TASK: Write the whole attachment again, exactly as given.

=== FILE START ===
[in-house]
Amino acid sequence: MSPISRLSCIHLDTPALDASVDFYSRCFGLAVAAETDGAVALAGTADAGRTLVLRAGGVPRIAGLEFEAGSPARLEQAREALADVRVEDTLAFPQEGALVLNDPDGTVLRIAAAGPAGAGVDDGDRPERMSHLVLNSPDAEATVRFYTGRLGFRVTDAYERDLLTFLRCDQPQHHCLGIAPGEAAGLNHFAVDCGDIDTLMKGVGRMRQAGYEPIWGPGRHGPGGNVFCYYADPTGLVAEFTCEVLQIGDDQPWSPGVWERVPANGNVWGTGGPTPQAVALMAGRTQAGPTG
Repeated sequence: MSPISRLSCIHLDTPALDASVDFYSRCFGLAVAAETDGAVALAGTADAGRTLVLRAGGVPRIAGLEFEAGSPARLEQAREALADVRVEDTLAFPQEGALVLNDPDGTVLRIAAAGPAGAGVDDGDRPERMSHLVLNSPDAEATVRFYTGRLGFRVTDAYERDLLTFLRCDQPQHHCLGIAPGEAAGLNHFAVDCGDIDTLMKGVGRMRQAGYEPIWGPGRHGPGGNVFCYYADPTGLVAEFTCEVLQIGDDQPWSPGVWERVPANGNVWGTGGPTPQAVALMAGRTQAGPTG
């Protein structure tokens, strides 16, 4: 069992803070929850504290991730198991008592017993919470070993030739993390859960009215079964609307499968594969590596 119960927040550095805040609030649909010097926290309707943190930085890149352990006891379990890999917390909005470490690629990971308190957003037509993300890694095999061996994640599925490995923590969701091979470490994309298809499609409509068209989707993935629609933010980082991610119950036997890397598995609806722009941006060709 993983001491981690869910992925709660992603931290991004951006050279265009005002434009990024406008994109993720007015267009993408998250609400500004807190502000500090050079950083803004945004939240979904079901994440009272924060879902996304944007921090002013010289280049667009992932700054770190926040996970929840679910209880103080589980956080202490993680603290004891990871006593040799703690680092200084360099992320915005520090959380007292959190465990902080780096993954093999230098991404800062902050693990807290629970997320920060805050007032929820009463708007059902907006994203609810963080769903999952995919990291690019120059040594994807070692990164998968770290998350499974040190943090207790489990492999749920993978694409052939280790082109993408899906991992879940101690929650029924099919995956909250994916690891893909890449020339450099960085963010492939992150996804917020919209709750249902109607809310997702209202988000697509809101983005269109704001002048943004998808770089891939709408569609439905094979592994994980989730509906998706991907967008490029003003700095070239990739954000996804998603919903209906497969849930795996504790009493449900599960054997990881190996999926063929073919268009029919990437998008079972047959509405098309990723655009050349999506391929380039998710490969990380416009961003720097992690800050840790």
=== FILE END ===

[in-house]
Amino acid sequence: MSPISRLSCIHLDTPALDASVDFYSRCFGLAVAAETDGAVALAGTADAGRTLVLRAGGVPRIAGLEFEAGSPARLEQAREALADVRVEDTLAFPQEGALVLNDPDGTVLRIAAAGPAGAGVDDGDRPERMSHLVLNSPDAEATVRFYTGRLGFRVTDAYERDLLTFLRCDQPQHHCLGIAPGEAAGLNHFAVDCGDIDTLMKGVGRMRQAGYEPIWGPGRHGPGGNVFCYYADPTGLVAEFTCEVLQIGDDQPWSPGVWERVPANGNVWGTGGPTPQAVALMAGRTQAGPTG
Repeated sequence: MSPISRLSCIHLDTPALDASVDFYSRCFGLAVAAETDGAVALAGTADAGRTLVLRAGGVPRIAGLEFEAGSPARLEQAREALADVRVEDTLAFPQEGALVLNDPDGTVLRIAAAGPAGAGVDDGDRPERMSHLVLNSPDAEATVRFYTGRLGFRVTDAYERDLLTFLRCDQPQHHCLGIAPGEAAGLNHFAVDCGDIDTLMKGVGRMRQAGYEPIWGPGRHGPGGNVFCYYADPTGLVAEFTCEVLQIGDDQPWSPGVWERVPANGNVWGTGGPTPQAVALMAGRTQAGPTG
């Protein structure tokens, strides 16, 4: 069992803070929850504290991730198991008592017993919470070993030739993390859960009215079964609307499968594969590596 119960927040550095805040609030649909010097926290309707943190930085890149352990006891379990890999917390909005470490690629990971308190957003037509993300890694095999061996994640599925490995923590969701091979470490994309298809499609409509068209989707993935629609933010980082991610119950036997890397598995609806722009941006060709 993983001491981690869910992925709660992603931290991004951006050279265009005002434009990024406008994109993720007015267009993408998250609400500004807190502000500090050079950083803004945004939240979904079901994440009272924060879902996304944007921090002013010289280049667009992932700054770190926040996970929840679910209880103080589980956080202490993680603290004891990871006593040799703690680092200084360099992320915005520090959380007292959190465990902080780096993954093999230098991404800062902050693990807290629970997320920060805050007032929820009463708007059902907006994203609810963080769903999952995919990291690019120059040594994807070692990164998968770290998350499974040190943090207790489990492999749920993978694409052939280790082109993408899906991992879940101690929650029924099919995956909250994916690891893909890449020339450099960085963010492939992150996804917020919209709750249902109607809310997702209202988000697509809101983005269109704001002048943004998808770089891939709408569609439905094979592994994980989730509906998706991907967008490029003003700095070239990739954000996804998603919903209906497969849930795996504790009493449900599960054997990881190996999926063929073919268009029919990437998008079972047959509405098309990723655009050349999506391929380039998710490969990380416009961003720097992690800050840790």